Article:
In December 2022, I published Sea Change, a memo that primarily discussed the 13-year period from the end of 2008, when the U.S. Federal Reserve cut the fed funds rate to zero to counter the effects of the Global Financial Crisis, to the end of 2021, when the Fed abandoned the idea that inflation was transitory and readied what turned out to be a rapid-fire succession of interest rate increases.
Further Thoughts on Sea Change
In his latest memo, Howard Marks provides a follow-up to Sea Change (December 2022). He argues that the trends highlighted in the original memo collectively represent a sweeping alteration of the investment environment that calls for significant capital reallocation.
Fewer Losers, or More Winners?
In his latest memo, Howard Marks discusses the essential choice in both investing and sports. Should you go for more winners or try to eliminate losers? That is, should you emphasize aggressiveness or defensiveness? This is a key decision that every investor has to make thoughtfully, and the answer can be different for each person.
Taking the Temperature
In his latest memo, Howard Marks discusses five market calls he’s made during his career. He argues that investors seeking to know the market’s likely direction should focus on taking its psychological temperature and understanding the nature of cycles. Just as importantly, they should learn to control their own emotions and have the humility to know when not to make a call.
The Insight: Conversations – This Time Might Be Different with Howard Marks and David Rosenberg
Howard Marks (Co-Chairman) and David Rosenberg (Co-Portfolio Manager, U.S. High Yield, Global High Yield, Global Credit) discuss topics from the June 2023 edition of The Roundup. They consider the evolution of the high yield bond market, investor optimism, and why this time might actually be different in financial markets.
Lessons from Silicon Valley Bank
In his latest memo, Howard Marks discusses the significance of the Silicon Valley Bank collapse. He argues that it likely doesn’t portend a wave of banking failures but may amplify preexisting wariness among investors and lenders, leading to further credit tightening and additional pain across a range of industries and sectors.
In his latest memo, Howard Marks writes that the investment world may be experiencing the third major sea change of the last 50 years. Events in recent years – especially the spike in inflation and the Federal Reserve’s response – appear to have caused a reversal of the market conditions that prevailed after the Global Financial Crisis and for much of the last four decades. Howard discusses what this potentially new era could mean for lenders, especially bargain hunters.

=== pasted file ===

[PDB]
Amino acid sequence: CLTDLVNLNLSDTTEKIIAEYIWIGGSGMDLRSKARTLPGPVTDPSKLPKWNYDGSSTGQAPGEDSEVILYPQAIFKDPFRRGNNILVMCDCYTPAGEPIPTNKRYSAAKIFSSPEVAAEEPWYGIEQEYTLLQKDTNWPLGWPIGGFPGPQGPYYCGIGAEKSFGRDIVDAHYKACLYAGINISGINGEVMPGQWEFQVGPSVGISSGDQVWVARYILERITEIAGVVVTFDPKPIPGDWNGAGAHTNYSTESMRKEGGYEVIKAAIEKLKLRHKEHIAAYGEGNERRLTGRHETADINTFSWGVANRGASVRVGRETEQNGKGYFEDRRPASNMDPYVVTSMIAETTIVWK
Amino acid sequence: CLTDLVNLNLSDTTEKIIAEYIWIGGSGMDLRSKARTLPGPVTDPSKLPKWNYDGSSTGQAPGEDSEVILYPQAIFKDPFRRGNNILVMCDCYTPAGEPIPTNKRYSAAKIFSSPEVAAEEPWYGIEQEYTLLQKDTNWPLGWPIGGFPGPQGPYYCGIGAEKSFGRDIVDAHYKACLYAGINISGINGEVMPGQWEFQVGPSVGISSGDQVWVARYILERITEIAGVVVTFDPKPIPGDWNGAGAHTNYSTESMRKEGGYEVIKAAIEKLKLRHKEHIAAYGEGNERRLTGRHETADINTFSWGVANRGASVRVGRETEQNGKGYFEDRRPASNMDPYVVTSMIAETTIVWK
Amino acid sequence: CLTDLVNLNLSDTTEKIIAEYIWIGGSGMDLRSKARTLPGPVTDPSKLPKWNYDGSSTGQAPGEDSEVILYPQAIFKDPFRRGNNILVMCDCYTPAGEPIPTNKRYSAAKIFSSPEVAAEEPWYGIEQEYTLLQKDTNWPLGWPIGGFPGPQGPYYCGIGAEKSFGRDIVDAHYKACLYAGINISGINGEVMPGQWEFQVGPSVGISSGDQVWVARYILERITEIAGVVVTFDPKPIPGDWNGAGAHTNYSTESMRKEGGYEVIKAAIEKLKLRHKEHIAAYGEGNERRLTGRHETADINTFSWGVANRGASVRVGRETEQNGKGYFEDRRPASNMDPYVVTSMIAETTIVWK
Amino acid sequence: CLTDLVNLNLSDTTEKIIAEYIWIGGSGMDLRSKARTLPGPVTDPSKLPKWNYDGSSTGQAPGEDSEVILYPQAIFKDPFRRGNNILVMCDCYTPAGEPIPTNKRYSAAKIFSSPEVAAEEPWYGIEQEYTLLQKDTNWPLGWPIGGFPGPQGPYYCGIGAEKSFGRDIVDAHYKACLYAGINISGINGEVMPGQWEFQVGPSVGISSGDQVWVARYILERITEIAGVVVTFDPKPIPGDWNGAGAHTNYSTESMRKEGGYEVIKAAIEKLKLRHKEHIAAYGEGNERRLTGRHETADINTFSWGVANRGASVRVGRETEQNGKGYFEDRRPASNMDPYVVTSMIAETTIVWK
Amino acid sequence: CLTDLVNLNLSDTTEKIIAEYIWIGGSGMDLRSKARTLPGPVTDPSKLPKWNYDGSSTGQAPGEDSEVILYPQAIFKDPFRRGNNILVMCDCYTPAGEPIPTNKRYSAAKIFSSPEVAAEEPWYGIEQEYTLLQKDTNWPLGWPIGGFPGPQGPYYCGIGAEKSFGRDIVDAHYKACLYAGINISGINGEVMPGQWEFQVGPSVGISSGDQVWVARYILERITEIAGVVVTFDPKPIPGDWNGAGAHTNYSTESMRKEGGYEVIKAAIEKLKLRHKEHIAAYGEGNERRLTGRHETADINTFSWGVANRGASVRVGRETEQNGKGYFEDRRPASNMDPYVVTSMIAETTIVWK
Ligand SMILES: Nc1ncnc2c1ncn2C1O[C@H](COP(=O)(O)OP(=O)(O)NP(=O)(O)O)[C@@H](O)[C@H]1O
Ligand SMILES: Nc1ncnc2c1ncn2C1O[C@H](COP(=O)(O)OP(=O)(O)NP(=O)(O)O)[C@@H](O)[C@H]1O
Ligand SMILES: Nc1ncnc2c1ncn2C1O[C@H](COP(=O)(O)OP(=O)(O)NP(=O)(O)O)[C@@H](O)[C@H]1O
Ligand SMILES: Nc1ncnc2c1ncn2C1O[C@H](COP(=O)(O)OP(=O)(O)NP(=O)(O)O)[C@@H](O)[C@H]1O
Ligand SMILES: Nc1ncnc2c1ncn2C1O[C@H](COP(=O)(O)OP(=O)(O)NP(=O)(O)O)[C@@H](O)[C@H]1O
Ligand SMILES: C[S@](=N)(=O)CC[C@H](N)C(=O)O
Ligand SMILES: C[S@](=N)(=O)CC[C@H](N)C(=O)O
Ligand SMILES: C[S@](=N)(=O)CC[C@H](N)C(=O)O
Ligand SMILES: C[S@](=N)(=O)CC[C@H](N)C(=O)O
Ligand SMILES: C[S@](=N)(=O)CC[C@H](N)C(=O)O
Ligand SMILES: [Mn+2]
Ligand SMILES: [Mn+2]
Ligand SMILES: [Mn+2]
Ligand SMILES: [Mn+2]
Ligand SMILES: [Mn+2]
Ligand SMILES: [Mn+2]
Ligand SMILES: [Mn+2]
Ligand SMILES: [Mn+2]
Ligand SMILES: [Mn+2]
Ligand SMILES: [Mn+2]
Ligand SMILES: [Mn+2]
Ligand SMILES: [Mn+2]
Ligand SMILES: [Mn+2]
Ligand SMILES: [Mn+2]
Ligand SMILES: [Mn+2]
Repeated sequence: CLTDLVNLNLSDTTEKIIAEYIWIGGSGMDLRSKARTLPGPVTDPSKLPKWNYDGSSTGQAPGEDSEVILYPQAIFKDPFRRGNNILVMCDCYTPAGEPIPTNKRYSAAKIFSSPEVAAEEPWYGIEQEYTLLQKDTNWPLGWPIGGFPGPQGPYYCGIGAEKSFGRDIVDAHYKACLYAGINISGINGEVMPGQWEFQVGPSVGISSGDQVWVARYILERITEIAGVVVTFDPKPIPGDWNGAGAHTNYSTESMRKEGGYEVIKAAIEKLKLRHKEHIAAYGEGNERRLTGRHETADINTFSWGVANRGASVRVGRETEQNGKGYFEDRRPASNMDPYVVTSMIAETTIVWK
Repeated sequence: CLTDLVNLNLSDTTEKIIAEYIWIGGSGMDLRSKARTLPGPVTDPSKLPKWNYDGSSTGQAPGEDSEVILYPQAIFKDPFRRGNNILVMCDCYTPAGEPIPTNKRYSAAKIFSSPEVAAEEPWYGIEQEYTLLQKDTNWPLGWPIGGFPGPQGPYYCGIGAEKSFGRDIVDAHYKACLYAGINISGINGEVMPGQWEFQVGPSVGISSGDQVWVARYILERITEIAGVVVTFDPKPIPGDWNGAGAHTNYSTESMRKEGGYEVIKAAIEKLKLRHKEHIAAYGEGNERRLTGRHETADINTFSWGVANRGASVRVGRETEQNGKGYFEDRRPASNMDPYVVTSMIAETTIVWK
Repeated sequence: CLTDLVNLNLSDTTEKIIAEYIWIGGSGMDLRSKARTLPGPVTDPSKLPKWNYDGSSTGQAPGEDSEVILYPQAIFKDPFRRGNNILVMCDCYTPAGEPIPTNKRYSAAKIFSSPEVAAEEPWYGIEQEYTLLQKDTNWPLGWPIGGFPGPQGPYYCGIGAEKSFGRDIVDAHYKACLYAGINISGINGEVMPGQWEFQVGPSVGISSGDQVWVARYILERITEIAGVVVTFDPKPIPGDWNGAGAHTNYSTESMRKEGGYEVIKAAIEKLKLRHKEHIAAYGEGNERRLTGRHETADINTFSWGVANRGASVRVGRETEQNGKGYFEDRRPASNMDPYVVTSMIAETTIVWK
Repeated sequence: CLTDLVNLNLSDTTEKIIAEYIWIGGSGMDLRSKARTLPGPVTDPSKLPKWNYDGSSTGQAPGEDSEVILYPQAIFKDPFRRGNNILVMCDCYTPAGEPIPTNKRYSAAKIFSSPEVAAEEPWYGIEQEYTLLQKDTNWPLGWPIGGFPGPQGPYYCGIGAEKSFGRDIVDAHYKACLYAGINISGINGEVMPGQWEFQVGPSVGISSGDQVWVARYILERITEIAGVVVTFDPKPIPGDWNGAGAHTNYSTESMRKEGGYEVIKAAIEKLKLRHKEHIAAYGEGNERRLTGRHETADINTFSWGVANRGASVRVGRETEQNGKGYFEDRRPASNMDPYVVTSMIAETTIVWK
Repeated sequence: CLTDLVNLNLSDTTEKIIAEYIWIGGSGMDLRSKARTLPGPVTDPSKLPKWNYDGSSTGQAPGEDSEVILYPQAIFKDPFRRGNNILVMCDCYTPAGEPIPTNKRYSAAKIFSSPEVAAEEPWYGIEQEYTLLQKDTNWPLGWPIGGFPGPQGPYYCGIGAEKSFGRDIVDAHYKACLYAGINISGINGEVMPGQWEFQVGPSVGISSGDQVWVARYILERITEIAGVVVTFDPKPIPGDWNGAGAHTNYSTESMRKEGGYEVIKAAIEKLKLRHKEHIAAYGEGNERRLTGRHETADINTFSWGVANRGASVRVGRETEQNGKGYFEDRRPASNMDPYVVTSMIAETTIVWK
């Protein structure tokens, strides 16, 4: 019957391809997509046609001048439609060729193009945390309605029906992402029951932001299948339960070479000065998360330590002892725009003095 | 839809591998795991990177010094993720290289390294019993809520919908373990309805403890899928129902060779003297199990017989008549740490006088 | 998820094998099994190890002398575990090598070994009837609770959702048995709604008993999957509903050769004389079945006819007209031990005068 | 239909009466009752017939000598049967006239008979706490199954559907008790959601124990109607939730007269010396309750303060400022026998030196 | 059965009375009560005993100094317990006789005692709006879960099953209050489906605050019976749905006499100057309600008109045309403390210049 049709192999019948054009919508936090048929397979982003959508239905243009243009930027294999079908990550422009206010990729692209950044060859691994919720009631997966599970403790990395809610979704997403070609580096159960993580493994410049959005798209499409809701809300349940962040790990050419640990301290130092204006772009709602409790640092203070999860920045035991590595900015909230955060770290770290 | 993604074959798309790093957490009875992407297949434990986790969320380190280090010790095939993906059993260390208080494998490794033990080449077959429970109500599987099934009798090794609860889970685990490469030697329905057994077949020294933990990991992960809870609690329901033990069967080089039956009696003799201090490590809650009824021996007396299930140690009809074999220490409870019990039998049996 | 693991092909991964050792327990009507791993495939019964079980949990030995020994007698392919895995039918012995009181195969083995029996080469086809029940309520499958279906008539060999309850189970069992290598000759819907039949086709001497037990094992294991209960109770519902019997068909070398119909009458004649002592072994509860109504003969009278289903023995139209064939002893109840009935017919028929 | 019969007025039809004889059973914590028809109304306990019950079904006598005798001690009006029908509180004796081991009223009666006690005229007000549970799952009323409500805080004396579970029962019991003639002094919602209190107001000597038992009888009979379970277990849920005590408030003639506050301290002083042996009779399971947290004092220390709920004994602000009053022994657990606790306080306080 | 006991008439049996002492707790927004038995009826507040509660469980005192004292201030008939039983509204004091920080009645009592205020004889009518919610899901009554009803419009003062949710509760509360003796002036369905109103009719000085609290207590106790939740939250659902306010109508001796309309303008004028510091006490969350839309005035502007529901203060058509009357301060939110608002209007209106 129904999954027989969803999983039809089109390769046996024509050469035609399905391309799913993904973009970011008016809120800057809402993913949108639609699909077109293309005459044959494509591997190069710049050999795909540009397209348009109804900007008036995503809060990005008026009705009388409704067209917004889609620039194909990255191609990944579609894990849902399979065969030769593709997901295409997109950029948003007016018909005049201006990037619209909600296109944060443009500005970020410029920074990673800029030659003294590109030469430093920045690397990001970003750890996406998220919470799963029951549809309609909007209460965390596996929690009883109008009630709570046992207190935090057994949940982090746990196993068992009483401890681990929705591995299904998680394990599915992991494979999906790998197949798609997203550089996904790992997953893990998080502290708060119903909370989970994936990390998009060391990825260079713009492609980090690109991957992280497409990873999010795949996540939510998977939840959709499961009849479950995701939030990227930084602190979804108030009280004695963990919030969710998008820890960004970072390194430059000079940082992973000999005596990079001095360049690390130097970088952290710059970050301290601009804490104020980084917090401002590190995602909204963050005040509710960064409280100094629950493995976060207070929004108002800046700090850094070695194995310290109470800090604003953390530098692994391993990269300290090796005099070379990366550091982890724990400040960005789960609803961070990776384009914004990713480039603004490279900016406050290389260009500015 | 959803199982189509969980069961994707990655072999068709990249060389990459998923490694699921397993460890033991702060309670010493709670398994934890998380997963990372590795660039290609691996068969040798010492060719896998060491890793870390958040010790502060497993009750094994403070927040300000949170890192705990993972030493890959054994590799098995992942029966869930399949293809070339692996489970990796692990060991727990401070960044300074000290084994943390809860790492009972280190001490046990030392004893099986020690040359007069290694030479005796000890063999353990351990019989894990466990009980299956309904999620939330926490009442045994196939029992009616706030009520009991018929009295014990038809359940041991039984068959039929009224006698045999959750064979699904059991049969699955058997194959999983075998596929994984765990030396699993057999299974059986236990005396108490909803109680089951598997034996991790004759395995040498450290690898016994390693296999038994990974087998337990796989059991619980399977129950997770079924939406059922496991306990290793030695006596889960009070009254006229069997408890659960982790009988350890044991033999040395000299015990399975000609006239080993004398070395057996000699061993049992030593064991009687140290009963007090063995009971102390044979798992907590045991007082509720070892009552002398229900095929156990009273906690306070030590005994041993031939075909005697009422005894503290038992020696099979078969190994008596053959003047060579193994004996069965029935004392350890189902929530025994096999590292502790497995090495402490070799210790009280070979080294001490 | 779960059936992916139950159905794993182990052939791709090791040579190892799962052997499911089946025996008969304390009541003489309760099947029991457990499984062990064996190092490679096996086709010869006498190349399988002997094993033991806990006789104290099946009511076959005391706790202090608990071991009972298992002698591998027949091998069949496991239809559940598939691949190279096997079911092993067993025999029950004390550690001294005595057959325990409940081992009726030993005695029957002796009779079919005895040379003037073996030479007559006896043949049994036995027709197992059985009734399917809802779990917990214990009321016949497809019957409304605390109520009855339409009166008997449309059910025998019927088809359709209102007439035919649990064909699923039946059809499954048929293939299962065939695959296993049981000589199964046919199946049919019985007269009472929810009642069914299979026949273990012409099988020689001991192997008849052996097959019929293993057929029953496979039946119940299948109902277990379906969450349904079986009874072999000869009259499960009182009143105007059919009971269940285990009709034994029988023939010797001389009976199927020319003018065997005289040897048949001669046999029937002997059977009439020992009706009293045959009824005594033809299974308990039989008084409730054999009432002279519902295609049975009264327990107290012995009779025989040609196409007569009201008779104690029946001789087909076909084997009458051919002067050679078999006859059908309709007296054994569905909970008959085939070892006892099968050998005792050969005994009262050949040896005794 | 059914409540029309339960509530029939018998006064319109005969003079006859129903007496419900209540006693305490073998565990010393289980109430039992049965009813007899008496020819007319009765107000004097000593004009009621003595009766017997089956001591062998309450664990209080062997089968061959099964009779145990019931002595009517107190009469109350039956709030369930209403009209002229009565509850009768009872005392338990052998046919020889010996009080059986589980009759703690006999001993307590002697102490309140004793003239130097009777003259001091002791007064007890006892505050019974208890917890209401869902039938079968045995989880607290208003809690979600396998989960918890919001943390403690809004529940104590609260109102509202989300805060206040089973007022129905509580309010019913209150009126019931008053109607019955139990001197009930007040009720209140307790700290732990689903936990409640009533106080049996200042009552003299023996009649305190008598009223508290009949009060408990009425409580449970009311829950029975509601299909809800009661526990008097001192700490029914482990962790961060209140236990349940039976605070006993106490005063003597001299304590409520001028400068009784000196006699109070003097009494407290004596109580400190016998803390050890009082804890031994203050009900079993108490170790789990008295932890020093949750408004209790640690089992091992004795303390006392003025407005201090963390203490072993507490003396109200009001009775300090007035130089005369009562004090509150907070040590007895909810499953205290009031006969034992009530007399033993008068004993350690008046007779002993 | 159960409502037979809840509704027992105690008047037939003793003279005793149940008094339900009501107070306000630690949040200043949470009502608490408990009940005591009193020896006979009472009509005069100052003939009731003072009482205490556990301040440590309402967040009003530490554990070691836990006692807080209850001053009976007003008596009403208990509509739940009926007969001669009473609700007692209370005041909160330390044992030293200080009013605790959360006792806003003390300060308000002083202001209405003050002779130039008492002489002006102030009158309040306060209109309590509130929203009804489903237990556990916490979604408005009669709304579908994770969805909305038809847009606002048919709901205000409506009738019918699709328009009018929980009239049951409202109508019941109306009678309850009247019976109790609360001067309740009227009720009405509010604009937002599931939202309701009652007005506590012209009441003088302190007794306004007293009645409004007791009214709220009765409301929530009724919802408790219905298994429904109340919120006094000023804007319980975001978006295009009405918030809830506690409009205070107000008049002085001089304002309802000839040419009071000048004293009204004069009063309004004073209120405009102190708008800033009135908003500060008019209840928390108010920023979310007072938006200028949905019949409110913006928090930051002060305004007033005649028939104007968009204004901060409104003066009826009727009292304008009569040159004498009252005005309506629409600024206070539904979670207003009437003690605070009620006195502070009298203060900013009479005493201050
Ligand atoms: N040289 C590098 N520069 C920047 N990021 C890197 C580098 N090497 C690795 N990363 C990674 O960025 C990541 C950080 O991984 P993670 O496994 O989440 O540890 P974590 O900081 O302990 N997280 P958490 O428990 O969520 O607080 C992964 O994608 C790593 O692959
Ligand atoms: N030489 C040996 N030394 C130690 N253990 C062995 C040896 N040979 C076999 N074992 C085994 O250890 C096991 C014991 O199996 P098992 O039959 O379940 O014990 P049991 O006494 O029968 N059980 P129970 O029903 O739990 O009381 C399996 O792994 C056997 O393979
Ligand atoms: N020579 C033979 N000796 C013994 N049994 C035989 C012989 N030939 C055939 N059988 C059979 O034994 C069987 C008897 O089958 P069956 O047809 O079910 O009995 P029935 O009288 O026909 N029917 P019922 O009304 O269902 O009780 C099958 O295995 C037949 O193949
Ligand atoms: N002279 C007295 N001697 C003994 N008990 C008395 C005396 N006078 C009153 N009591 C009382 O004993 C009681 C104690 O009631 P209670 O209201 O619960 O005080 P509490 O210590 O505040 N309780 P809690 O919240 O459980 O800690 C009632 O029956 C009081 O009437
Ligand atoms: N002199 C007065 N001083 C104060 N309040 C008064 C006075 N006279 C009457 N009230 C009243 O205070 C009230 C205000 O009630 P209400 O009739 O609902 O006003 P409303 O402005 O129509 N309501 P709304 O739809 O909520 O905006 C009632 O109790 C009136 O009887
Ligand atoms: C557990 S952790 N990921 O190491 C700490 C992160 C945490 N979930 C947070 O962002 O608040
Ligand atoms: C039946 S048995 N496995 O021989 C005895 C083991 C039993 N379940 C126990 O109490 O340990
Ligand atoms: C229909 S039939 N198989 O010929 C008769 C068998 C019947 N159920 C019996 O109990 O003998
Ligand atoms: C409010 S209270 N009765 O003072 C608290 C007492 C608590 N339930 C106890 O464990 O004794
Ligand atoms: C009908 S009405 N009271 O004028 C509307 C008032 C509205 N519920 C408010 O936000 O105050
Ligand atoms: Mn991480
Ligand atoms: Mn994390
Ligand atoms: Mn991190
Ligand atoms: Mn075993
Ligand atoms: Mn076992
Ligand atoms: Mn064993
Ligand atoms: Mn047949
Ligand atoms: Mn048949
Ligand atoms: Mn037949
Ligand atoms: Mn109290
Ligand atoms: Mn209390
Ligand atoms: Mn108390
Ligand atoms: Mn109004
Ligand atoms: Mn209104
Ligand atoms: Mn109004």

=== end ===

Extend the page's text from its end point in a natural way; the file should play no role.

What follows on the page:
What Really Matters?
In his latest memo, Howard Marks weaves together some of the themes he’s explored in 2022 to explain what he believes really matters in investing and what doesn’t. He discusses the disadvantages of short-term thinking, the difference between volatility and risk, and the one word he believes defines the essence of investment excellence.
The Illusion of Knowledge
Over the years, I’ve explained at length why I’m not interested in forecasts, but I’ve never devoted a memo to explaining why making helpful macro forecasts is so difficult. So here it is.
Conversation at Panmure House
I recently was asked by Patrick Schotanus of Edinburgh Business School to participate in their inaugural symposium on the subject of cognitive economics. The symposium took place at Panmure House, the final residence of the great economist Adam Smith, and the theme was the Market Mind Hypothesis (MMH), which Patrick developed.
I Beg to Differ
Howard Marks’s latest memo argues that investors seeking superior performance must have the courage to depart from the pack, even though doing so means accepting the risk of being wrong. Thinking differently and better than others is key to outperformance, he explains, because in investing, it’s not enough to be right.
Bull Market Rhymes
Howard Marks’s latest memo explores recurring investment themes to contextualize the current market correction and the bull market that preceded it. He discusses the role played by financial innovations like SPACs and cryptocurrencies and why he believes psychology, not fundamentals, primarily drives investment cycles – and likely always will.
The Pendulum in International Affairs
Howard Marks’s latest memo connects two seemingly unrelated trends – Europe’s energy dependence and U.S. offshoring – to explain why the pendulum of companies’ and countries’ behavior may be swinging away from globalization and toward onshoring. This shift will likely create risk for investors but also opportunities.
Howard Marks’s latest memo considers one of investing’s most fundamental questions: when to sell. Howard explains that it’s foolish to sell because prices are up and because they’re down – and why, most of the time, staying invested is ultimately “the most important thing.”
The Winds of Change
The last 20 months have taught us to question everything. What is the future of work? Can American democracy survive? Will Baby Boomers keep consuming more than their fair share? And what comes after “trillion”? Howard Marks’s latest memo examines paradigm shifts that could reshape the economy, markets and the world for many years to come.